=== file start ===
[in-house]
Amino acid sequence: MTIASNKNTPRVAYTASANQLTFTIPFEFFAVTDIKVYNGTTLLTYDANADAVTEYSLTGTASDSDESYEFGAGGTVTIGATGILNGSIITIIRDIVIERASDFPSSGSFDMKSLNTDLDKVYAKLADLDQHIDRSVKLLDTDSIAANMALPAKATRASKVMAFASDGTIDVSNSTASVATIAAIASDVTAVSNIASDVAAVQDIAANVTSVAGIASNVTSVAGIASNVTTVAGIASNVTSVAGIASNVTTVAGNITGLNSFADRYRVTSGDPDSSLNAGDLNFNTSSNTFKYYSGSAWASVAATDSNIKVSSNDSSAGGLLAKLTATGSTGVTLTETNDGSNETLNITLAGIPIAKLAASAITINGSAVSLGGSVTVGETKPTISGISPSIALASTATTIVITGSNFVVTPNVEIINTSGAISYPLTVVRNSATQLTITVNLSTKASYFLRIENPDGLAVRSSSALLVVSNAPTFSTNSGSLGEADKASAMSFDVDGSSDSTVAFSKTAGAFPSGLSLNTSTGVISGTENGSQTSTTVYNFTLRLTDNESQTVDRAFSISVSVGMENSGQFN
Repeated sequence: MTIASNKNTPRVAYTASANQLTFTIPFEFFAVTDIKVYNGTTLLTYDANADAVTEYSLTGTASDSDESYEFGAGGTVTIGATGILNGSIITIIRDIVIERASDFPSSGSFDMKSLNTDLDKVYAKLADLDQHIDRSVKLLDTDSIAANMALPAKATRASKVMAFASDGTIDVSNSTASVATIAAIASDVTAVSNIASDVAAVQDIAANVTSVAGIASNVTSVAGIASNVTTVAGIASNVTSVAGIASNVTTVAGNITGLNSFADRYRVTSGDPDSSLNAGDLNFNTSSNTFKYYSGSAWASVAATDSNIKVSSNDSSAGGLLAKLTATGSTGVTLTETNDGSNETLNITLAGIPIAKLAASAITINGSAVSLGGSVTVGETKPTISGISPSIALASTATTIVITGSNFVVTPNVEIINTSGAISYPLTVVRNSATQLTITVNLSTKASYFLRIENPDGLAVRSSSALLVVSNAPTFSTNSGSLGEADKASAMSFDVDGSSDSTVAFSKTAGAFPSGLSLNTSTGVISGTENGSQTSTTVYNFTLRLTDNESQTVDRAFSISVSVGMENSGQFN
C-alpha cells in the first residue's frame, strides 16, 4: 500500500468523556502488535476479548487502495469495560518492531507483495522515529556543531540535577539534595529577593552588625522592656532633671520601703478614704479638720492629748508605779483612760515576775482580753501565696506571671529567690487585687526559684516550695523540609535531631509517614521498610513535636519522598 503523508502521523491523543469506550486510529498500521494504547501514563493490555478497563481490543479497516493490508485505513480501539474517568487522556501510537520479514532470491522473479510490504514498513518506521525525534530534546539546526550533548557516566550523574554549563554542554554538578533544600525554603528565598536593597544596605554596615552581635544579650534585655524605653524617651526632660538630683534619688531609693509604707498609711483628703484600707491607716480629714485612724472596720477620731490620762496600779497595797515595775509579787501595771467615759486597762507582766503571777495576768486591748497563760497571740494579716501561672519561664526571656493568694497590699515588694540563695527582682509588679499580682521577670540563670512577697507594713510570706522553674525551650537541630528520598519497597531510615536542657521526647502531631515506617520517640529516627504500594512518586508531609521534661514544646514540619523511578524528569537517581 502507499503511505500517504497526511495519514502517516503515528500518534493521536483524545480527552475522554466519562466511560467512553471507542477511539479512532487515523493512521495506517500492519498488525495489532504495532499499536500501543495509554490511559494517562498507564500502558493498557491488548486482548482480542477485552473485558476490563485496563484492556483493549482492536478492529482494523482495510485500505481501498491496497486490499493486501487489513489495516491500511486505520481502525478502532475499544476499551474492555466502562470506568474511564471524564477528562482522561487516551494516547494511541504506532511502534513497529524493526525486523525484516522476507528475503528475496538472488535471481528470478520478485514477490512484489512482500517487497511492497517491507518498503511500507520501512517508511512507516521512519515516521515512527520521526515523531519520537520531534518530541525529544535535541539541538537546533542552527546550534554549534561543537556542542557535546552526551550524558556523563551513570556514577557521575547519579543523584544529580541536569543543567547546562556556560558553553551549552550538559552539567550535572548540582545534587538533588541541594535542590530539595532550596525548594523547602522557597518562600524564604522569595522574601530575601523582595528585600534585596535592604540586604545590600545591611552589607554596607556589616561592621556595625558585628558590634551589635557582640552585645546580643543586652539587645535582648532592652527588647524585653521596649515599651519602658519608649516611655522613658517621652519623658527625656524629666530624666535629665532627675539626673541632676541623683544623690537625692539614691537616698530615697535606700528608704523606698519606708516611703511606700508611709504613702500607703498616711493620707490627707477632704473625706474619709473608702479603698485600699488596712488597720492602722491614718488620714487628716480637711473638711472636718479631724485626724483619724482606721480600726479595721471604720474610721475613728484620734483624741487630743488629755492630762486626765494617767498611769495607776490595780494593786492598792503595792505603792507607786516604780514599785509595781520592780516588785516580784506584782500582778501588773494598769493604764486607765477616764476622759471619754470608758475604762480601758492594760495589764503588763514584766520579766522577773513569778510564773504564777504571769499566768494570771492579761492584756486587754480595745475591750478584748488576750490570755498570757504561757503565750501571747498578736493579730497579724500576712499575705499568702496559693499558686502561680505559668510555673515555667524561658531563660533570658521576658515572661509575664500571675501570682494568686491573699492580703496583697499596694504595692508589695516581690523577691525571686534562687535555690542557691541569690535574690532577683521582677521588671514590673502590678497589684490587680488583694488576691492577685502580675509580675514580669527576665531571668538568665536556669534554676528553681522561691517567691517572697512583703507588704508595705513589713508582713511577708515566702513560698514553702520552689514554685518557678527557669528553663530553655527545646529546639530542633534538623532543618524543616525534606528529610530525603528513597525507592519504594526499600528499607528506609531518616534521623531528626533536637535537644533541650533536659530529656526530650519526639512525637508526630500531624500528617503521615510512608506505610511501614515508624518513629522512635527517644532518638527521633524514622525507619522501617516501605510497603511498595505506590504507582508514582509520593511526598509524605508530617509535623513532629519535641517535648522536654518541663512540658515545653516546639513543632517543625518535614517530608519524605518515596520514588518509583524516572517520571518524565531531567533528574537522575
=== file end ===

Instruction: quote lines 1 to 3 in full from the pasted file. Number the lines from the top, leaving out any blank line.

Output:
[in-house]
Amino acid sequence: MTIASNKNTPRVAYTASANQLTFTIPFEFFAVTDIKVYNGTTLLTYDANADAVTEYSLTGTASDSDESYEFGAGGTVTIGATGILNGSIITIIRDIVIERASDFPSSGSFDMKSLNTDLDKVYAKLADLDQHIDRSVKLLDTDSIAANMALPAKATRASKVMAFASDGTIDVSNSTASVATIAAIASDVTAVSNIASDVAAVQDIAANVTSVAGIASNVTSVAGIASNVTTVAGIASNVTSVAGIASNVTTVAGNITGLNSFADRYRVTSGDPDSSLNAGDLNFNTSSNTFKYYSGSAWASVAATDSNIKVSSNDSSAGGLLAKLTATGSTGVTLTETNDGSNETLNITLAGIPIAKLAASAITINGSAVSLGGSVTVGETKPTISGISPSIALASTATTIVITGSNFVVTPNVEIINTSGAISYPLTVVRNSATQLTITVNLSTKASYFLRIENPDGLAVRSSSALLVVSNAPTFSTNSGSLGEADKASAMSFDVDGSSDSTVAFSKTAGAFPSGLSLNTSTGVISGTENGSQTSTTVYNFTLRLTDNESQTVDRAFSISVSVGMENSGQFN
Repeated sequence: MTIASNKNTPRVAYTASANQLTFTIPFEFFAVTDIKVYNGTTLLTYDANADAVTEYSLTGTASDSDESYEFGAGGTVTIGATGILNGSIITIIRDIVIERASDFPSSGSFDMKSLNTDLDKVYAKLADLDQHIDRSVKLLDTDSIAANMALPAKATRASKVMAFASDGTIDVSNSTASVATIAAIASDVTAVSNIASDVAAVQDIAANVTSVAGIASNVTSVAGIASNVTTVAGIASNVTSVAGIASNVTTVAGNITGLNSFADRYRVTSGDPDSSLNAGDLNFNTSSNTFKYYSGSAWASVAATDSNIKVSSNDSSAGGLLAKLTATGSTGVTLTETNDGSNETLNITLAGIPIAKLAASAITINGSAVSLGGSVTVGETKPTISGISPSIALASTATTIVITGSNFVVTPNVEIINTSGAISYPLTVVRNSATQLTITVNLSTKASYFLRIENPDGLAVRSSSALLVVSNAPTFSTNSGSLGEADKASAMSFDVDGSSDSTVAFSKTAGAFPSGLSLNTSTGVISGTENGSQTSTTVYNFTLRLTDNESQTVDRAFSISVSVGMENSGQFN